This post has actually been a long time in the making only because it involved 2 separate hikes. Desperate to get away from the already-record crowds in Rocky on 4th of July weekend, we made a little diversion to a lesser known area for a quiet hike. No only did we hardly see any people, the views were amazing!! Full kudos to my husband for scouting out and correctly guessing that St. Vrain Mountain was the place to be!!
The St. Vrain Mountain trail runs mostly in Indian Peaks Wilderness, but towards the end veers in and out of Rocky Mountain National Park. The trail head is a bit off of the beaten path, so that helps keep crowds down. Add to that the 4 or so miles of moderately difficult hiking just to get to the base of St. Vrain Mountain before going up a mile’s worth of boulders to the summit, and you’ve got the perfect mix of “crowd suppression” we so often seek when hiking.
Summer hiking, especially above treeline, means early mornings. That’s probably the toughest part some days – just getting going. For the first hike, I only toted my phone because we weren’t sure what we’d find or how hard the boulder field would be to traverse on the way to the summit, so I made it easy on myself. The sun was just starting to come up as we set out on the trail through a forest of aspen trees, then along a stream where wildflowers were just opening to greet the day. We even came across a tree felled by a beaver near the stream!
Good start to the day noted, we kept trudging up the hill. The aspen forest seemed to go on forever, but eventually it gave way to pines. The purple and yellow and red wildflowers combined with the early sun of the day and a crispness in the air was simply fantastic. We even lucked out and found some picturesque columbines peeking out along the side of the trail.
Eventually – and what seemed like took forever – the pine trees disappeared and we were above treeline. That’s when things got really spectacular! Not long after leaving the forest, we were up on the saddle between hills just to the south of RMNP. We looked to the north and our jaws just dropped. We were staring at the south faces of Longs Peak, Mount Meeker, Mount Lady Washington, and the whole gaggle of peaks that make up that southern section of the park. Add to that some fluffy clouds throwing dramatic shadows on the jagged mountains and the brilliant yellows of wildflowers in the meadows and it was something to behold (even if the camera on my phone couldn’t quite do it justice).
I think at this moment, we looked at each other and knew immediately that we’d be doing this hike again, and soon. The “big gun” camera and its accoutrements must make it to at least the saddle to really capture what we were seeing before us.
Putting that thought aside, we still had time and the weather was cooperating, so we decided to go on and summit St. Vrain Mountain. From the saddle, it didn’t look so bad… (St. Vrain Mountain is the hill on the right closer to the foreground.) Looks are very deceiving in the mountains.
So we whip around the hill a little more and start to go up. Then kept going up. That last mile up the hill was a slog of boulder hopping and figuring out how best to navigate to the top sans trail.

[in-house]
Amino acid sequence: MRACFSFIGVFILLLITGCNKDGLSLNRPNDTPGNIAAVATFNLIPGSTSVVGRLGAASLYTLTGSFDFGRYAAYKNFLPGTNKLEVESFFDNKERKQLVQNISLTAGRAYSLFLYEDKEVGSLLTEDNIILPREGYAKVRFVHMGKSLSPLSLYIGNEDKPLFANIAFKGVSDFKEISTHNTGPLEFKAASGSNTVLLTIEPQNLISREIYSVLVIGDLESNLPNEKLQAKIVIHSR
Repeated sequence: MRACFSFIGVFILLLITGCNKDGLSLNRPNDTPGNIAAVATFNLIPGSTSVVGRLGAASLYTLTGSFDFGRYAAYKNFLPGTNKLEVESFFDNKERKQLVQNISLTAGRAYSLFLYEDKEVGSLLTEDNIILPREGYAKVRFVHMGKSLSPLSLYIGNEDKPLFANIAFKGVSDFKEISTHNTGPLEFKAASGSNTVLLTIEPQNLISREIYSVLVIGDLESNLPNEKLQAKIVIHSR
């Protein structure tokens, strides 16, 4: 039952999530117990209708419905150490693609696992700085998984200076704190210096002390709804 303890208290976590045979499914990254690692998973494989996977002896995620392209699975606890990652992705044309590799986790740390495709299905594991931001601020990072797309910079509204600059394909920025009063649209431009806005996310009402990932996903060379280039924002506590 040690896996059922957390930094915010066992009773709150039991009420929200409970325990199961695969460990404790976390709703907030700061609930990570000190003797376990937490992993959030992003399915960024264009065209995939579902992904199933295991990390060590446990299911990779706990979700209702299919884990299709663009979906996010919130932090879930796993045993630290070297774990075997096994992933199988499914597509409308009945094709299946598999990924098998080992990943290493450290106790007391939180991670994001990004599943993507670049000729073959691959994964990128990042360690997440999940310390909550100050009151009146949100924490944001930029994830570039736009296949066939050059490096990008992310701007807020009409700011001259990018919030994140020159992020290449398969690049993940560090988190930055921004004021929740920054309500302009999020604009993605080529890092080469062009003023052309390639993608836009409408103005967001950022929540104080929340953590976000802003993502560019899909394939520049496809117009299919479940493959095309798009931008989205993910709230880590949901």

The climb was tough, but the bonus was when you stopped to rest. That’s when you could look to the north and see the peaks in RMNP and then to the south and see Indian Peaks. Not bad scene to catch your breath.
After what seemed like one of the slowest climbs ever – including stopping because we came upon 2 ptarmigans near the top!! – we made it to the summit. The view was simply sublime and made it worth the extra effort to reach the top.
Once we grabbed a bite to eat, we headed back down before those cute clouds potentially turned into storms that would be a bad thing to be caught in above treeline. All the while we were already planning our trip back.
Successful maiden hike over, we headed home and plotted to come back in a couple of weeks with my big camera and really get into shooting in the saddle. (There’s no way I’d try to summit at this point with all of my gear. My conditioning is much better than it was years ago, but climbing a boulder field that long with the extra 20 or so pounds of equipment isn’t happening any time soon.)
Cut to the end of July – time to go back! I was super excited to go with the “big gun” and take some time shooting the streams, the wildflowers, and especially up in the saddle. Unfortunately, in the few weeks between trips, things changed a lot up there. Summer is a fickle and fleeting thing in the high country and by the time we returned, the wildflowers in the saddle were done. On top of that, it was a cloudless sky that was flat and off-color because smoke and other particles from wildfires to the north in Colorado and even from way down south in New Mexico were blowing in creating a nasty haze that not even my polarizer could cut through. Talk about disappointment!
I was so bummed about the conditions that when I offloaded my images for post-processing, I just let them sit for a few weeks. I felt a general malaise about what I captured that day. I hoped some had potential to be “rescued” and turned into something good, but I didn’t have much luck with that. I ended up keeping only 3 images from the entire day! That’s the thing with shooting in nature – some days you get incredibly lucky, but other days are simply an icky washout.
In the end, delaying our return trip and postponing my post-processing led to a massive delay in finally getting this post done. Procrastination didn’t pay off in terms of pictures in this instance, but I think I learned a lot of good things about timing and the weather in this location just on these 2 trips alone so come next summer I can really try to nail the beauty of this area when things are at their peak.